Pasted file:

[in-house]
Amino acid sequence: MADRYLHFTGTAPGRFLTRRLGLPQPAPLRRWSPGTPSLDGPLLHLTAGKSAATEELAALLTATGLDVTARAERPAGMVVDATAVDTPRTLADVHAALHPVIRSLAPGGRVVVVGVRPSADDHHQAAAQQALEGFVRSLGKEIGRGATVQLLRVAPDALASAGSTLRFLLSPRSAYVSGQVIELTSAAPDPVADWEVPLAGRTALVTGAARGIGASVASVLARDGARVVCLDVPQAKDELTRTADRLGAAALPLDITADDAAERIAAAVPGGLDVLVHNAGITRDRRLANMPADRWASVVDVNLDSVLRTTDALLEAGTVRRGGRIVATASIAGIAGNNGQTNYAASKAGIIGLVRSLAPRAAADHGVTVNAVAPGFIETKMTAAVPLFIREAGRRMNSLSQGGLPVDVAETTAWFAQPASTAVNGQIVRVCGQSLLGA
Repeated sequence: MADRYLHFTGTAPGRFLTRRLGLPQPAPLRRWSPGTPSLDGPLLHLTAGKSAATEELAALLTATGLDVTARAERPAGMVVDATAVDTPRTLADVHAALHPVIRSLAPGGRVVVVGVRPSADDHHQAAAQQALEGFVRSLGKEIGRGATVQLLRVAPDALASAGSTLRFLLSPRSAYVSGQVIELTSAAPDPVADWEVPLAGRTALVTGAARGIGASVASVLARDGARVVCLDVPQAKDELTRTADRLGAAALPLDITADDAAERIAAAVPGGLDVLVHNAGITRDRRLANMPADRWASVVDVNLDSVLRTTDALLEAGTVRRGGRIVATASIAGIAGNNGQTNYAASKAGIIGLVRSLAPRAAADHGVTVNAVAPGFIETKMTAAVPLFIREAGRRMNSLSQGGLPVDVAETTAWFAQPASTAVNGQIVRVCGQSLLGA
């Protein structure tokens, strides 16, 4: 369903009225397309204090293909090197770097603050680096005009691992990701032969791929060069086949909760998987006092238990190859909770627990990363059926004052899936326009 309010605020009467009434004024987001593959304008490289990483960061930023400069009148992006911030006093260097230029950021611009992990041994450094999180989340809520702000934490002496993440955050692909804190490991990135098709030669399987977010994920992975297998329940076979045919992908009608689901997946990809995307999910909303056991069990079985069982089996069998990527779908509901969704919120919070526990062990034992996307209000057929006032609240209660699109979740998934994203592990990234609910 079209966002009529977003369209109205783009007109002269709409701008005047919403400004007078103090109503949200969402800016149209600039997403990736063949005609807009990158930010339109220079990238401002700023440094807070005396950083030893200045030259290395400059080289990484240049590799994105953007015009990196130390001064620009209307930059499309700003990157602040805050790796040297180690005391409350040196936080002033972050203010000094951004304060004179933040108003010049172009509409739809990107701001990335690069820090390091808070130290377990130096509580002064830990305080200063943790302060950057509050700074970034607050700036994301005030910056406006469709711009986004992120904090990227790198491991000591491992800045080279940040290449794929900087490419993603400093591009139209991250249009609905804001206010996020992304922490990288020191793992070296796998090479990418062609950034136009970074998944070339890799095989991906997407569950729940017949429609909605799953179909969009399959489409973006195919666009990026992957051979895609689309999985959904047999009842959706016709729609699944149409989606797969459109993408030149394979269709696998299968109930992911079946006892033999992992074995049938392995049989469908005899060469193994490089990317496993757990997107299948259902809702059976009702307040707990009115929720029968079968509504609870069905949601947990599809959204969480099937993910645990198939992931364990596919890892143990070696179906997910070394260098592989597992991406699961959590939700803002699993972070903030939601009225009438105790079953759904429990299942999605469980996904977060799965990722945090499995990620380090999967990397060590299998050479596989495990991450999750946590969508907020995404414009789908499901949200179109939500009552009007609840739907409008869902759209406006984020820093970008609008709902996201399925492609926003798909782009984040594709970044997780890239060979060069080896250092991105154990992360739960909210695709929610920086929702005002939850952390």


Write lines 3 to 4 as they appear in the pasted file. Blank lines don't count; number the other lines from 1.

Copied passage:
Repeated sequence: MADRYLHFTGTAPGRFLTRRLGLPQPAPLRRWSPGTPSLDGPLLHLTAGKSAATEELAALLTATGLDVTARAERPAGMVVDATAVDTPRTLADVHAALHPVIRSLAPGGRVVVVGVRPSADDHHQAAAQQALEGFVRSLGKEIGRGATVQLLRVAPDALASAGSTLRFLLSPRSAYVSGQVIELTSAAPDPVADWEVPLAGRTALVTGAARGIGASVASVLARDGARVVCLDVPQAKDELTRTADRLGAAALPLDITADDAAERIAAAVPGGLDVLVHNAGITRDRRLANMPADRWASVVDVNLDSVLRTTDALLEAGTVRRGGRIVATASIAGIAGNNGQTNYAASKAGIIGLVRSLAPRAAADHGVTVNAVAPGFIETKMTAAVPLFIREAGRRMNSLSQGGLPVDVAETTAWFAQPASTAVNGQIVRVCGQSLLGA
């Protein structure tokens, strides 16, 4: 369903009225397309204090293909090197770097603050680096005009691992990701032969791929060069086949909760998987006092238990190859909770627990990363059926004052899936326009 309010605020009467009434004024987001593959304008490289990483960061930023400069009148992006911030006093260097230029950021611009992990041994450094999180989340809520702000934490002496993440955050692909804190490991990135098709030669399987977010994920992975297998329940076979045919992908009608689901997946990809995307999910909303056991069990079985069982089996069998990527779908509901969704919120919070526990062990034992996307209000057929006032609240209660699109979740998934994203592990990234609910 079209966002009529977003369209109205783009007109002269709409701008005047919403400004007078103090109503949200969402800016149209600039997403990736063949005609807009990158930010339109220079990238401002700023440094807070005396950083030893200045030259290395400059080289990484240049590799994105953007015009990196130390001064620009209307930059499309700003990157602040805050790796040297180690005391409350040196936080002033972050203010000094951004304060004179933040108003010049172009509409739809990107701001990335690069820090390091808070130290377990130096509580002064830990305080200063943790302060950057509050700074970034607050700036994301005030910056406006469709711009986004992120904090990227790198491991000591491992800045080279940040290449794929900087490419993603400093591009139209991250249009609905804001206010996020992304922490990288020191793992070296796998090479990418062609950034136009970074998944070339890799095989991906997407569950729940017949429609909605799953179909969009399959489409973006195919666009990026992957051979895609689309999985959904047999009842959706016709729609699944149409989606797969459109993408030149394979269709696998299968109930992911079946006892033999992992074995049938392995049989469908005899060469193994490089990317496993757990997107299948259902809702059976009702307040707990009115929720029968079968509504609870069905949601947990599809959204969480099937993910645990198939992931364990596919890892143990070696179906997910070394260098592989597992991406699961959590939700803002699993972070903030939601009225009438105790079953759904429990299942999605469980996904977060799965990722945090499995990620380090999967990397060590299998050479596989495990991450999750946590969508907020995404414009789908499901949200179109939500009552009007609840739907409008869902759209406006984020820093970008609008709902996201399925492609926003798909782009984040594709970044997780890239060979060069080896250092991105154990992360739960909210695709929610920086929702005002939850952390």